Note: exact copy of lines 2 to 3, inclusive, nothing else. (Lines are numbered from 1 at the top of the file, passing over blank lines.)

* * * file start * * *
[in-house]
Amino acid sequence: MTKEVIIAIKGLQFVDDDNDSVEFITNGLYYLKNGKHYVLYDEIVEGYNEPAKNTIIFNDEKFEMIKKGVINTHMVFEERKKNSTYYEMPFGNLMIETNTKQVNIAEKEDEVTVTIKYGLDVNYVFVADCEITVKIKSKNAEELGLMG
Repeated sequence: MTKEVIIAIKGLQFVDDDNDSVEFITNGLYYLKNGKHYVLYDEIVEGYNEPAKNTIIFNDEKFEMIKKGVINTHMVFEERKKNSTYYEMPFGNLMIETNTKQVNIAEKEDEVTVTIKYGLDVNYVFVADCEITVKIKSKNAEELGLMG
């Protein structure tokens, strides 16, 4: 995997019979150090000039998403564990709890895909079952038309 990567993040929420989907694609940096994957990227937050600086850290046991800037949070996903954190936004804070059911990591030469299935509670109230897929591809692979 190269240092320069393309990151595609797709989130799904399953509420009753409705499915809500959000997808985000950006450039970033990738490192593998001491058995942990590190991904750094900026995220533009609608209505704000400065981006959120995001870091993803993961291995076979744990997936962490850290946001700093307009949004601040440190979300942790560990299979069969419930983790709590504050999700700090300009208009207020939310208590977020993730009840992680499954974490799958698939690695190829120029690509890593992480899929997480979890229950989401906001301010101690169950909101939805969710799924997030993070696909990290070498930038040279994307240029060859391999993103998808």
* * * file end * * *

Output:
Amino acid sequence: MTKEVIIAIKGLQFVDDDNDSVEFITNGLYYLKNGKHYVLYDEIVEGYNEPAKNTIIFNDEKFEMIKKGVINTHMVFEERKKNSTYYEMPFGNLMIETNTKQVNIAEKEDEVTVTIKYGLDVNYVFVADCEITVKIKSKNAEELGLMG
Repeated sequence: MTKEVIIAIKGLQFVDDDNDSVEFITNGLYYLKNGKHYVLYDEIVEGYNEPAKNTIIFNDEKFEMIKKGVINTHMVFEERKKNSTYYEMPFGNLMIETNTKQVNIAEKEDEVTVTIKYGLDVNYVFVADCEITVKIKSKNAEELGLMG